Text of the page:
For declaratory judgment (DJ) actions concerning patents, whether a patent owner’s conduct is sufficient for there to be a real and immediate controversy is the usual jurisdictional hurdle. In BASF Plant Science, LP v. Nuseed Americas Inc., a District of Delaware court recently examined a different issue–who must be named as a defendant to support DJ jurisdiction when there is an exclusive patent licensee.

Key Takeaways

  • In a DJ action for non-infringement or invalidity, the plaintiff must join as defendants the same parties that would be required for standing to bring an infringement suit.
  • Unless an exclusive licensee has “all substantial rights” in the patent, the DJ plaintiff should join the patent owner in addition to the exclusive licensee.

The History Between the Parties

Nuseed Americas collaborated with the Commonwealth Scientific and Industrial Research Organization (“CSIRO”) and the Australian Grains Research and Development Corporation (“GRDC”) on technology related to omega-3 fatty acids.

Beginning in 2013, BASF engaged in cross-licensing discussions with CSIRO, GRDC, and Nuseed Americas. While CSIRO and GRDC owned the patents at issue, they directed BASF to negotiate with Nuseed Americas. CSIRO and GRDC informed BASF:

CSIRO and GRDC authorise Nuseed, as the exclusive, global licensee of the CSIRO and GFDC technology, to negotiate on their behalf with BASF …. Of course, any negotiated resolution would require an agreement executed by all parties. Pending such resolution, CSIRO will continue overall management of existing and future oppositions and disputes, in relation to the CSIRO and GRDC technology.

The negotiations between BASF and Nuseed Americas eventually reached an impasse. BASF suggested the matter “should be in court” if Nuseed Americas did not reduce its demands, and Nuseed Americas responded, “Maybe that’s where we’re at.” On the same day, BASF sued Nuseed Americas for declaratory judgment of invalidity of the patents owned by CSIRO and GRDC without naming CSIRO or GRDC as defendants.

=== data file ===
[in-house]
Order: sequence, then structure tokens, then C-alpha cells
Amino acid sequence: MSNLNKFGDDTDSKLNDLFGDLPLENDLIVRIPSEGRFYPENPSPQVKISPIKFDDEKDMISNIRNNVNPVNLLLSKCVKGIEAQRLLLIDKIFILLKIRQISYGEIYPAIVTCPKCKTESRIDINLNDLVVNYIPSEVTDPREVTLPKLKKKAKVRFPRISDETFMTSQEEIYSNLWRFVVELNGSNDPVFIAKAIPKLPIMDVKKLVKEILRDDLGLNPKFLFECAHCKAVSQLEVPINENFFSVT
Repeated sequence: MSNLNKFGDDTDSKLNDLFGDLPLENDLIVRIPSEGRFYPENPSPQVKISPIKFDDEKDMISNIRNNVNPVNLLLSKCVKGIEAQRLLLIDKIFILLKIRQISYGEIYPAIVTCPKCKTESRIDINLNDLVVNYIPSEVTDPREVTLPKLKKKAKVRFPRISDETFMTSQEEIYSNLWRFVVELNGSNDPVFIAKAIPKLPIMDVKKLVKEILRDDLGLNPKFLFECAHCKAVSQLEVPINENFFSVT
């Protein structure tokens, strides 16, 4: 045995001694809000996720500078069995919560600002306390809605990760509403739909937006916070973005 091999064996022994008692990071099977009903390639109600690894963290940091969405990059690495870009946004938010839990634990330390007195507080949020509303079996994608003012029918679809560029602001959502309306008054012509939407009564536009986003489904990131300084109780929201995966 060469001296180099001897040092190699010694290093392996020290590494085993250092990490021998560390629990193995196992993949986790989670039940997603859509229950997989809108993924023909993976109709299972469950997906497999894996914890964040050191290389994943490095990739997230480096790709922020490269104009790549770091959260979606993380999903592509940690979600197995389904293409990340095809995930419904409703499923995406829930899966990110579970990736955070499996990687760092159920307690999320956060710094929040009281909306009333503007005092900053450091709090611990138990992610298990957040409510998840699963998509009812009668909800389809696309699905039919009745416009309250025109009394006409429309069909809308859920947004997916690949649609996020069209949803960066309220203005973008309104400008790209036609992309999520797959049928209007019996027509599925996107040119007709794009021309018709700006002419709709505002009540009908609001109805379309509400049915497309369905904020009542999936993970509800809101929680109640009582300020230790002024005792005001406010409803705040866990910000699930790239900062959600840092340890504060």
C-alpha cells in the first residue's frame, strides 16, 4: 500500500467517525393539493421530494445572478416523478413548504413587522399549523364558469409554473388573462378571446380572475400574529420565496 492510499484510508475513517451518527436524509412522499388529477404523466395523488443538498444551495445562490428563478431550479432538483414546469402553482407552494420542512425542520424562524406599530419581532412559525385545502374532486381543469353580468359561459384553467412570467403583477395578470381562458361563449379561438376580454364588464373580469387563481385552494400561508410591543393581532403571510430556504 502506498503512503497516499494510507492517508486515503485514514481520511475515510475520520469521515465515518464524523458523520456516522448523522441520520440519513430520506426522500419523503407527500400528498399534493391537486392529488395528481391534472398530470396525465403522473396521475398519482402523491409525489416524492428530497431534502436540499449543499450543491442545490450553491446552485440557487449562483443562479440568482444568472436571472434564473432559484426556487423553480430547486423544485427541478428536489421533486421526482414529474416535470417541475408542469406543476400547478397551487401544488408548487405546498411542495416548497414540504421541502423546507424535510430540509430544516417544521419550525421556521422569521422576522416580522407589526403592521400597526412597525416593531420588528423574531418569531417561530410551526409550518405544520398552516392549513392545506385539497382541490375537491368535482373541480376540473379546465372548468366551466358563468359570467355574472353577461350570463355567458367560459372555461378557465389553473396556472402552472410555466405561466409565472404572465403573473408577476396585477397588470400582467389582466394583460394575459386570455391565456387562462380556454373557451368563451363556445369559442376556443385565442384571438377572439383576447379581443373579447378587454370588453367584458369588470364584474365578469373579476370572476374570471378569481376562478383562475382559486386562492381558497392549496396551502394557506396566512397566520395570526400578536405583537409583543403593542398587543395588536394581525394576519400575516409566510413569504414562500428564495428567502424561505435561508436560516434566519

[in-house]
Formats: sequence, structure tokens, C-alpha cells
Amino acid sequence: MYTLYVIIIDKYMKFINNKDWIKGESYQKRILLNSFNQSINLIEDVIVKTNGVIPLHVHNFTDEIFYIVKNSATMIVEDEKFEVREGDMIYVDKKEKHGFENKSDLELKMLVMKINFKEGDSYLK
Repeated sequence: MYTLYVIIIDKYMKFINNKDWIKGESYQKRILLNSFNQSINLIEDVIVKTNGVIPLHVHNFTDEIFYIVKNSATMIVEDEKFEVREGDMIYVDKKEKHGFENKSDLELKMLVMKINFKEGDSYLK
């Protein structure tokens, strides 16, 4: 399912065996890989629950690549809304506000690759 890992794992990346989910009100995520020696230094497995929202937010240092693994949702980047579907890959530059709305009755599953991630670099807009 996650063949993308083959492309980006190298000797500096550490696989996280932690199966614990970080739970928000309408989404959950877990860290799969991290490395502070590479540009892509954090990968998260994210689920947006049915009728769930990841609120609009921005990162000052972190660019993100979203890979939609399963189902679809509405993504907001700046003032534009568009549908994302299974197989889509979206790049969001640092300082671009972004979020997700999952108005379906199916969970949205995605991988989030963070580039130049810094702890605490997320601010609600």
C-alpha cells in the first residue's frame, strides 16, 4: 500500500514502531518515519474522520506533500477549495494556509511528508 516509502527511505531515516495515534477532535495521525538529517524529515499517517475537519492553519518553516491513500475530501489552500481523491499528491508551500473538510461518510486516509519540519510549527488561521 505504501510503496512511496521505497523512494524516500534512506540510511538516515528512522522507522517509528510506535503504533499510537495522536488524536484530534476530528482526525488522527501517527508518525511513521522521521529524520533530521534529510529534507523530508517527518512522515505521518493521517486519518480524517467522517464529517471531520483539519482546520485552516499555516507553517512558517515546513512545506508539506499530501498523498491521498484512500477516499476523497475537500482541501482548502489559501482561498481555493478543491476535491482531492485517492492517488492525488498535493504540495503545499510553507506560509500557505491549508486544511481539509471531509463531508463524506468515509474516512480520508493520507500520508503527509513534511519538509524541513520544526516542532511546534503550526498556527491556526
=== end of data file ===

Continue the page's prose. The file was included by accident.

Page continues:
Nuseed Americas moved to dismiss, arguing the court lacked subject matter jurisdiction because Nuseed Americas did not own the patents-in-suit.

The Court’s Analysis

BASF argued that the basis for DJ jurisdiction was Nuseed Americas’ expressed intent to sue BASF for patent infringement. The court thus determined that Nuseed Americas must have standing to sue BASF for infringement for there to be DJ jurisdiction.

The court began its analysis by first noting that under Federal Circuit precedent, where a patent owner exclusively licenses “all substantial rights,” the exclusive licensee has standing to sue for infringement without joining the patent owner. On the other hand, where the exclusive licensee has less than “all substantial rights,” the patent owner must be joined.

Here, the court found that Nuseed Americas did not possess “all substantial rights” in the patents owned by CSIRO and GRDC. First, the court pointed to CSIRO’s and GRDC’s statement that any resolution to the cross-licensing negotiations “would require an agreement executed by all parties” as showing Nuseed Americas did not have the right to sublicense or assign interests in the patents. Second, the court concluded Nuseed Americas did not possess the right to sue for infringement, noting that CSIRO indicated it would continue “overall management of existing and future oppositions and disputes.” Because the right to assign interests in the patent and the right to sue for infringement are two important rights for the “all substantial rights” analysis, the court concluded Nuseed Americas did not have “all substantial rights” in the patents and lacked standing to sue for infringement. Accordingly, the court dismissed the complaint for lack of jurisdiction.